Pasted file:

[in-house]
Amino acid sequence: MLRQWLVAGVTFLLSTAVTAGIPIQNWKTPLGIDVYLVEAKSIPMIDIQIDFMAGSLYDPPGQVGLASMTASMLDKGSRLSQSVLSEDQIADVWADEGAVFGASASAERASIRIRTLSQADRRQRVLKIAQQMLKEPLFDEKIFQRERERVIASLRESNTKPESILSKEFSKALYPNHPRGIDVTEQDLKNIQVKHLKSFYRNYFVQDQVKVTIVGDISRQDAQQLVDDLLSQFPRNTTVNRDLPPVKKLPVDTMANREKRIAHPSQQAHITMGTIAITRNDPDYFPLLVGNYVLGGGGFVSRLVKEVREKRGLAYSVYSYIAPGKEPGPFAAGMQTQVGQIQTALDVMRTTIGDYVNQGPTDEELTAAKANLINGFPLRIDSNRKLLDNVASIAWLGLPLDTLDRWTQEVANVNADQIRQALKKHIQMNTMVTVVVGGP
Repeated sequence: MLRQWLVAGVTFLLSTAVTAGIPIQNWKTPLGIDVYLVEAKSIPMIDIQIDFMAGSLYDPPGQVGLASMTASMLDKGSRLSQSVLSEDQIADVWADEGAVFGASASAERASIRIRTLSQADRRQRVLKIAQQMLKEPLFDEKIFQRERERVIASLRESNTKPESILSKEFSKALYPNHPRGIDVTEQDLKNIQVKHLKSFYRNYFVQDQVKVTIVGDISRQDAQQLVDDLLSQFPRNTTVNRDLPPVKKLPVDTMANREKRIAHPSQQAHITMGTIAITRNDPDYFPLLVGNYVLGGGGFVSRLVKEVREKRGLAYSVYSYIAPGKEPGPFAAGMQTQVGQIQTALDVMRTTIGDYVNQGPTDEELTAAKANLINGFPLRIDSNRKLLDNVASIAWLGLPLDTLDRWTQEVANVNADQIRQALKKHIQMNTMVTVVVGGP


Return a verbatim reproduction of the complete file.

[in-house]
Amino acid sequence: MLRQWLVAGVTFLLSTAVTAGIPIQNWKTPLGIDVYLVEAKSIPMIDIQIDFMAGSLYDPPGQVGLASMTASMLDKGSRLSQSVLSEDQIADVWADEGAVFGASASAERASIRIRTLSQADRRQRVLKIAQQMLKEPLFDEKIFQRERERVIASLRESNTKPESILSKEFSKALYPNHPRGIDVTEQDLKNIQVKHLKSFYRNYFVQDQVKVTIVGDISRQDAQQLVDDLLSQFPRNTTVNRDLPPVKKLPVDTMANREKRIAHPSQQAHITMGTIAITRNDPDYFPLLVGNYVLGGGGFVSRLVKEVREKRGLAYSVYSYIAPGKEPGPFAAGMQTQVGQIQTALDVMRTTIGDYVNQGPTDEELTAAKANLINGFPLRIDSNRKLLDNVASIAWLGLPLDTLDRWTQEVANVNADQIRQALKKHIQMNTMVTVVVGGP
Repeated sequence: MLRQWLVAGVTFLLSTAVTAGIPIQNWKTPLGIDVYLVEAKSIPMIDIQIDFMAGSLYDPPGQVGLASMTASMLDKGSRLSQSVLSEDQIADVWADEGAVFGASASAERASIRIRTLSQADRRQRVLKIAQQMLKEPLFDEKIFQRERERVIASLRESNTKPESILSKEFSKALYPNHPRGIDVTEQDLKNIQVKHLKSFYRNYFVQDQVKVTIVGDISRQDAQQLVDDLLSQFPRNTTVNRDLPPVKKLPVDTMANREKRIAHPSQQAHITMGTIAITRNDPDYFPLLVGNYVLGGGGFVSRLVKEVREKRGLAYSVYSYIAPGKEPGPFAAGMQTQVGQIQTALDVMRTTIGDYVNQGPTDEELTAAKANLINGFPLRIDSNRKLLDNVASIAWLGLPLDTLDRWTQEVANVNADQIRQALKKHIQMNTMVTVVVGGP